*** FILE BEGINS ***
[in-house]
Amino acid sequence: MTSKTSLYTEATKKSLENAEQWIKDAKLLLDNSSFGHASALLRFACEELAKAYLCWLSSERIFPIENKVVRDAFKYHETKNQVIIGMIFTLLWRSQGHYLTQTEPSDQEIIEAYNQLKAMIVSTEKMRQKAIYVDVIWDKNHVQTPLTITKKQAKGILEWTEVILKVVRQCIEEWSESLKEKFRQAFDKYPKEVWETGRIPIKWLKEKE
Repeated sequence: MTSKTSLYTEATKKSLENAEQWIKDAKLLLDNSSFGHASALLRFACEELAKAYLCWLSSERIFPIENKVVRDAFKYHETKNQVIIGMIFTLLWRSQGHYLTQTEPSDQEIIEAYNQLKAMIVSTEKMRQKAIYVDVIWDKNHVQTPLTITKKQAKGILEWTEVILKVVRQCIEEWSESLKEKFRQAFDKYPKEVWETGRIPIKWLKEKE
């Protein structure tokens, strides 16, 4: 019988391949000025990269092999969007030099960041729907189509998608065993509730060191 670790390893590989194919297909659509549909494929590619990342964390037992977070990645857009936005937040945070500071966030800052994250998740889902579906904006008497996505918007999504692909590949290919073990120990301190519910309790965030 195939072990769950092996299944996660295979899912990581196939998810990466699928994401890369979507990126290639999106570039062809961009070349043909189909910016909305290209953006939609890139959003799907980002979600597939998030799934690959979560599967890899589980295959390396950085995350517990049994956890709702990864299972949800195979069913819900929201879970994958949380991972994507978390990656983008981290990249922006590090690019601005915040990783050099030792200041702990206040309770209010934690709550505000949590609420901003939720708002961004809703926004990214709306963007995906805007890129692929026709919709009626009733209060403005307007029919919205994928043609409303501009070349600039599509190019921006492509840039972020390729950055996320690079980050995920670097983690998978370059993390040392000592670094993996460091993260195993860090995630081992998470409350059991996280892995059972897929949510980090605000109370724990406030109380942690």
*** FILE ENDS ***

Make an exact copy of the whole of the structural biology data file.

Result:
[in-house]
Amino acid sequence: MTSKTSLYTEATKKSLENAEQWIKDAKLLLDNSSFGHASALLRFACEELAKAYLCWLSSERIFPIENKVVRDAFKYHETKNQVIIGMIFTLLWRSQGHYLTQTEPSDQEIIEAYNQLKAMIVSTEKMRQKAIYVDVIWDKNHVQTPLTITKKQAKGILEWTEVILKVVRQCIEEWSESLKEKFRQAFDKYPKEVWETGRIPIKWLKEKE
Repeated sequence: MTSKTSLYTEATKKSLENAEQWIKDAKLLLDNSSFGHASALLRFACEELAKAYLCWLSSERIFPIENKVVRDAFKYHETKNQVIIGMIFTLLWRSQGHYLTQTEPSDQEIIEAYNQLKAMIVSTEKMRQKAIYVDVIWDKNHVQTPLTITKKQAKGILEWTEVILKVVRQCIEEWSESLKEKFRQAFDKYPKEVWETGRIPIKWLKEKE
């Protein structure tokens, strides 16, 4: 019988391949000025990269092999969007030099960041729907189509998608065993509730060191 670790390893590989194919297909659509549909494929590619990342964390037992977070990645857009936005937040945070500071966030800052994250998740889902579906904006008497996505918007999504692909590949290919073990120990301190519910309790965030 195939072990769950092996299944996660295979899912990581196939998810990466699928994401890369979507990126290639999106570039062809961009070349043909189909910016909305290209953006939609890139959003799907980002979600597939998030799934690959979560599967890899589980295959390396950085995350517990049994956890709702990864299972949800195979069913819900929201879970994958949380991972994507978390990656983008981290990249922006590090690019601005915040990783050099030792200041702990206040309770209010934690709550505000949590609420901003939720708002961004809703926004990214709306963007995906805007890129692929026709919709009626009733209060403005307007029919919205994928043609409303501009070349600039599509190019921006492509840039972020390729950055996320690079980050995920670097983690998978370059993390040392000592670094993996460091993260195993860090995630081992998470409350059991996280892995059972897929949510980090605000109370724990406030109380942690």